All you heard was the success of Whites who came and pulled themselves up by the bootstraps. You heard about the Thomas Edison’s, Alexander Graham Bell’s and Henry Ford’s of the world. You heard about the Pilgrims and the millions of Whites who “opened” up the West. You watched the conquering heroes in the John Wayne movies. You saw the positive sides of America. The other side of the coin was never shown. As a result, you can’t now believe the things people say about White men and racism.

Believe me I get it. I understand how hard it is to give you an alternative view of this country that is the polar opposite of what you’ve always believed. All along the way, in the good, the bad and the ugly parts of American history the main players have been White people. You’ve been taught to see just those good parts and attribute those to a Protestant work ethic. You were never told the positive contributions of people of color.

America has taught you that Native Americans were “savages” wasting the land and that God ordained Europeans to have it as part of what you know as “manifest destiny.” You were taught that Black people were lazy because they saw no reason to work really extra hard for no pay. Well at least you were taught that first part about them being lazy.

I know what you were taught in school because I got the same version you did. I watched the same “Cowboys and Indians” movies you watched. I saw the cop shows with kind, professionals who “protect and serve” and never beat up or killed innocent people. I watched the same Tarzan movies you watched. I saw White people portrayed as members of loving families on Leave It to Beaver, and The Waltons. I saw the way Black people were almost always portrayed as criminals, pimps, hookers, rapists, druggies, and such.

We’ve all been exposed to the same images and videos our entire lives. We all get constant, consistent reinforcement of the positive images of Whites and negative depictions of everybody else.

Just like you, I wanted to be like Batman, Superman, Spiderman, Captain America and the many other “superheroes,” even though none of them looked like me. Why would I not want the same things you wanted?

When we close our eyes and think of successful Americans we see mostly White people. All 46 U.S. Presidents have been White men with the exception of one who was a half-white man. The giants of American business like Henry Ford, John Rockefeller, Sam Walton, Jeff Bezos, and Steve Jobs have all been White. Even the most famous White criminals, who Americans fawned over were all White: Al Capone, Bonnie and Clyde, Pretty Boy Floyd, John Dillinger, the Unabomber, and such.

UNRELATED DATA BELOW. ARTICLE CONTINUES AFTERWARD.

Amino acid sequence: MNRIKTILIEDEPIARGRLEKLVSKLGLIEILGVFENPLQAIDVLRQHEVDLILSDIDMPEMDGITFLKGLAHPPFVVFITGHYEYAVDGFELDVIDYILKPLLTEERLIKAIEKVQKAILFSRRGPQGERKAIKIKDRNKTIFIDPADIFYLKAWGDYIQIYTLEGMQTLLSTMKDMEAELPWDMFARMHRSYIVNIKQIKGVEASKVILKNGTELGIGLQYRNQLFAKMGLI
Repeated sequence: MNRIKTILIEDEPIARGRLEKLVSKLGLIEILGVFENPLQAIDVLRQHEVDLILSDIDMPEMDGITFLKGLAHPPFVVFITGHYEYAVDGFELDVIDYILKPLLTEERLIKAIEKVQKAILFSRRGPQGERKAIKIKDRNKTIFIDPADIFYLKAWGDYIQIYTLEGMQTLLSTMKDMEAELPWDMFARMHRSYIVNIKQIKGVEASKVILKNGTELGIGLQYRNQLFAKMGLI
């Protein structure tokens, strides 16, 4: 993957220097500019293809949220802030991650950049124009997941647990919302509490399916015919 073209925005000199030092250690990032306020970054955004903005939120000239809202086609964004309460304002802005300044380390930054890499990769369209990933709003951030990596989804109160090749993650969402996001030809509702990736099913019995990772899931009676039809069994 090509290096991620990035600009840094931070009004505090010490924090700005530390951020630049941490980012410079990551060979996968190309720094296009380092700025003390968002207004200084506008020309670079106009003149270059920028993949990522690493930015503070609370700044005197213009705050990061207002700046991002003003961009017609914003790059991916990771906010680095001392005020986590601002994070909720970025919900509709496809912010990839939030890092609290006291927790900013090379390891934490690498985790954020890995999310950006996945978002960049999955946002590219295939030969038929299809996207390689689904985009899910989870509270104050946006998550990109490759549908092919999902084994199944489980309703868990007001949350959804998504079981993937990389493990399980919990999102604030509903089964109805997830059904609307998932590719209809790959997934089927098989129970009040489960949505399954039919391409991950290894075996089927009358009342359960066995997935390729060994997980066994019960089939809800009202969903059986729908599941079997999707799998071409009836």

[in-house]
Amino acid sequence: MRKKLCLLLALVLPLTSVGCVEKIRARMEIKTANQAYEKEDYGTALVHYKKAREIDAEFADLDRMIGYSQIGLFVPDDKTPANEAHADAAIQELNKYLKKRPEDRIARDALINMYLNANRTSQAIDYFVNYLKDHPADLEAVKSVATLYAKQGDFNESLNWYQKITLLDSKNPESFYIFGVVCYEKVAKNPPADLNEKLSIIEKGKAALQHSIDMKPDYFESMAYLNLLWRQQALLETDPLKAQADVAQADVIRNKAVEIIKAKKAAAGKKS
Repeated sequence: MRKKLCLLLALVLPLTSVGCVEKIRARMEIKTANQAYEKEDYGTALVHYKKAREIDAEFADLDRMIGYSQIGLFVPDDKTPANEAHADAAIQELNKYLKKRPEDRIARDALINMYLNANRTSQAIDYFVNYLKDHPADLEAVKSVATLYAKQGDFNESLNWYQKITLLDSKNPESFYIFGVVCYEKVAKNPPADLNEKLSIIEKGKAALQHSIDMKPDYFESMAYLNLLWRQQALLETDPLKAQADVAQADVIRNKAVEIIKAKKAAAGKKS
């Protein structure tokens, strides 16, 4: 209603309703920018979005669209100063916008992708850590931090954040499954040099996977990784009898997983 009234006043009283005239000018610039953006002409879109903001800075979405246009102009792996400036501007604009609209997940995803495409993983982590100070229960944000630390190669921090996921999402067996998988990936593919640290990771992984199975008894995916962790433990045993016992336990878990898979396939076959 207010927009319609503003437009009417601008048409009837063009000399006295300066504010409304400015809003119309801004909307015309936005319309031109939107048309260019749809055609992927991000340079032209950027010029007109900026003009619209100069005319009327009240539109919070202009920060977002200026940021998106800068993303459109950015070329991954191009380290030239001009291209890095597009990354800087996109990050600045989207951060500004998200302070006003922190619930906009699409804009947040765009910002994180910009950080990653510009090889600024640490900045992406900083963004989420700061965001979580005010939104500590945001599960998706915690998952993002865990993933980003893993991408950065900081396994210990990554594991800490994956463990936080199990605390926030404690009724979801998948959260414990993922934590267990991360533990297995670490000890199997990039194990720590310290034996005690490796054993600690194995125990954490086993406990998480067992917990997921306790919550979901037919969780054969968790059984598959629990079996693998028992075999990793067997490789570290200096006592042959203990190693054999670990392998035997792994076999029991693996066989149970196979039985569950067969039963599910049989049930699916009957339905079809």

The winningest basketball and football coaches have usually been White. You can conveniently ignore that Adolph Rupp and John Wooden did not have to worry about Black coaches competing for those same jobs back then. The great Babe Ruth never played against Black men in the major leagues. Ben Hogan, Jack Nicholas and Arnold Palmer never competed against Blacks at the “Masters” tournament until Lee Elder played in 1975.

Are you beginning to see a pattern of an un-level playing field? Can you find it in your hearts, and more importantly in your minds, to see how White men can be held liable for some of the difficult life experiences of people of color? The same way you can see the positive contributions, you need to acknowledge that White people made decisions to keep Black people out of White neighborhoods, White banks, White sports teams, White colleges and universities, White labor unions, White bathrooms, White restaurants, White hotels and White jobs.

If you have it within you to see and acknowledge these things — and I known many of you might not—then you can stand the discomfort of hearing about these bad deeds. It’s not about you as individuals. You don’t need to carry the weight of the guilt of all that your predecessors did or of what some of your peers do today. Leave that baggage behind when you come into the diversity, equity and inclusion spaces.

If you follow this advice, you won’t need to feel uncomfortable, and defensive. You will not be who the trainers are talking about. You might belong to the same group they mention, but it’s not on you to be the White man who represents every White man in the country’s history. It does not matter if you are concerned that someone might be talking about your great, great grandfather the slaveholder. That was him, not you.

Every time a White man commits a racist act, you don’t need to feel guilty about it. It wasn’t you. Unless it was you. No one is perfect.

About The Author

Reggie Jackson

As an award-winning Senior Columnist for the Milwaukee Independent, Reggie Jackson covers a range of African American issues. He is also co-founder of Nurturing Diversity Partners, and volunteers as Head Griot for America’s Black Holocaust Museum (ABHM) in Bronzeville.